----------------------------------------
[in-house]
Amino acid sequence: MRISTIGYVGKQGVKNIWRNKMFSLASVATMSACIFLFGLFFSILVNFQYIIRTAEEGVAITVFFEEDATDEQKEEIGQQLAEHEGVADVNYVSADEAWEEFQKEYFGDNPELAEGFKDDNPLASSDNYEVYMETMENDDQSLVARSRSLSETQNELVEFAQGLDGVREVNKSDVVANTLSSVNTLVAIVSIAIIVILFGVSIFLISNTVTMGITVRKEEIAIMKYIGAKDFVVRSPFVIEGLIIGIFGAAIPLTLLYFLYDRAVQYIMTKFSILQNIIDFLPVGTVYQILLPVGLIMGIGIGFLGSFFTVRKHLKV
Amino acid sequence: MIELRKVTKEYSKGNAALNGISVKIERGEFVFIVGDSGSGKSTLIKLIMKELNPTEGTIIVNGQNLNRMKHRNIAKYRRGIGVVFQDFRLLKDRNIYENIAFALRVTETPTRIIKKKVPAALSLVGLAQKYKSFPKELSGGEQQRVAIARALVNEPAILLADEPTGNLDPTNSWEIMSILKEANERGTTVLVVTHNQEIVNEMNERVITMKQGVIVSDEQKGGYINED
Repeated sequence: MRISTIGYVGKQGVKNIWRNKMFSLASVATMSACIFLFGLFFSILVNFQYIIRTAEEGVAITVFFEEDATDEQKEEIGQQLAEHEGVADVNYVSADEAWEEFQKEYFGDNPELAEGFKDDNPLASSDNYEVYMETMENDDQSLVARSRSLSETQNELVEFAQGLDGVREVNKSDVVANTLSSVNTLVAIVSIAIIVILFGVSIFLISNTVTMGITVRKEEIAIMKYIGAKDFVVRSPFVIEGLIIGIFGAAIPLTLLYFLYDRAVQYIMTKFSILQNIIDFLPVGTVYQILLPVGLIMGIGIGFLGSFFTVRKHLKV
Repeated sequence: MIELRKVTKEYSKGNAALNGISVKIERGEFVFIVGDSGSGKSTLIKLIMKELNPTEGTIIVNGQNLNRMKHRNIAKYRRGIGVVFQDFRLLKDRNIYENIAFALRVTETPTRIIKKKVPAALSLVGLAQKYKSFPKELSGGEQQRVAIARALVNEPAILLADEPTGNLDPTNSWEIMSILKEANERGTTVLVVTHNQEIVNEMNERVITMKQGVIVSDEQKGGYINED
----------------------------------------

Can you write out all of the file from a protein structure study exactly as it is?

[in-house]
Amino acid sequence: MRISTIGYVGKQGVKNIWRNKMFSLASVATMSACIFLFGLFFSILVNFQYIIRTAEEGVAITVFFEEDATDEQKEEIGQQLAEHEGVADVNYVSADEAWEEFQKEYFGDNPELAEGFKDDNPLASSDNYEVYMETMENDDQSLVARSRSLSETQNELVEFAQGLDGVREVNKSDVVANTLSSVNTLVAIVSIAIIVILFGVSIFLISNTVTMGITVRKEEIAIMKYIGAKDFVVRSPFVIEGLIIGIFGAAIPLTLLYFLYDRAVQYIMTKFSILQNIIDFLPVGTVYQILLPVGLIMGIGIGFLGSFFTVRKHLKV
Amino acid sequence: MIELRKVTKEYSKGNAALNGISVKIERGEFVFIVGDSGSGKSTLIKLIMKELNPTEGTIIVNGQNLNRMKHRNIAKYRRGIGVVFQDFRLLKDRNIYENIAFALRVTETPTRIIKKKVPAALSLVGLAQKYKSFPKELSGGEQQRVAIARALVNEPAILLADEPTGNLDPTNSWEIMSILKEANERGTTVLVVTHNQEIVNEMNERVITMKQGVIVSDEQKGGYINED
Repeated sequence: MRISTIGYVGKQGVKNIWRNKMFSLASVATMSACIFLFGLFFSILVNFQYIIRTAEEGVAITVFFEEDATDEQKEEIGQQLAEHEGVADVNYVSADEAWEEFQKEYFGDNPELAEGFKDDNPLASSDNYEVYMETMENDDQSLVARSRSLSETQNELVEFAQGLDGVREVNKSDVVANTLSSVNTLVAIVSIAIIVILFGVSIFLISNTVTMGITVRKEEIAIMKYIGAKDFVVRSPFVIEGLIIGIFGAAIPLTLLYFLYDRAVQYIMTKFSILQNIIDFLPVGTVYQILLPVGLIMGIGIGFLGSFFTVRKHLKV
Repeated sequence: MIELRKVTKEYSKGNAALNGISVKIERGEFVFIVGDSGSGKSTLIKLIMKELNPTEGTIIVNGQNLNRMKHRNIAKYRRGIGVVFQDFRLLKDRNIYENIAFALRVTETPTRIIKKKVPAALSLVGLAQKYKSFPKELSGGEQQRVAIARALVNEPAILLADEPTGNLDPTNSWEIMSILKEANERGTTVLVVTHNQEIVNEMNERVITMKQGVIVSDEQKGGYINED